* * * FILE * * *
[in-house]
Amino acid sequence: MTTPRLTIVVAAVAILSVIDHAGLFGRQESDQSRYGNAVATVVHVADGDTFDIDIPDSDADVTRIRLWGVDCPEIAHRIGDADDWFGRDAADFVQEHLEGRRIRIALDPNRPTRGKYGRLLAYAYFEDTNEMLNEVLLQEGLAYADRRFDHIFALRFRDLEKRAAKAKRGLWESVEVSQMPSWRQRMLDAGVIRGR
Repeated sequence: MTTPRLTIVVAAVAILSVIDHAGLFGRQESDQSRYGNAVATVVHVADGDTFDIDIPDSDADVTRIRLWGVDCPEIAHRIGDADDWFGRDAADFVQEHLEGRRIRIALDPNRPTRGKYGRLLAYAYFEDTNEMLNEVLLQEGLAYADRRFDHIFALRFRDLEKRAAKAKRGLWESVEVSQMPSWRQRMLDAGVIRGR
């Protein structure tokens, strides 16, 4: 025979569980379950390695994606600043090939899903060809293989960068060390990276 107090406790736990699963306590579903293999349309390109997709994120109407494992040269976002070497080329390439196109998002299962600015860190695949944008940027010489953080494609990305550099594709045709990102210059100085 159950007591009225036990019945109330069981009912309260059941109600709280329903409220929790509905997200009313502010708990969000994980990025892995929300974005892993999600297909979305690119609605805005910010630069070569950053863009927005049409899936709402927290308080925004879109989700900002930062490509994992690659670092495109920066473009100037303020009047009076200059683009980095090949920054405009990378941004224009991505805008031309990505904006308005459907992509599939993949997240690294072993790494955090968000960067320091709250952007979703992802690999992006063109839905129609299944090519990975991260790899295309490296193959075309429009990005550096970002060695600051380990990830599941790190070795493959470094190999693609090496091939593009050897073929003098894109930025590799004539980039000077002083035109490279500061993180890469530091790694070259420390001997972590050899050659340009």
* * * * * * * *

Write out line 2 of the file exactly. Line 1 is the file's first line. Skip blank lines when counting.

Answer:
Amino acid sequence: MTTPRLTIVVAAVAILSVIDHAGLFGRQESDQSRYGNAVATVVHVADGDTFDIDIPDSDADVTRIRLWGVDCPEIAHRIGDADDWFGRDAADFVQEHLEGRRIRIALDPNRPTRGKYGRLLAYAYFEDTNEMLNEVLLQEGLAYADRRFDHIFALRFRDLEKRAAKAKRGLWESVEVSQMPSWRQRMLDAGVIRGR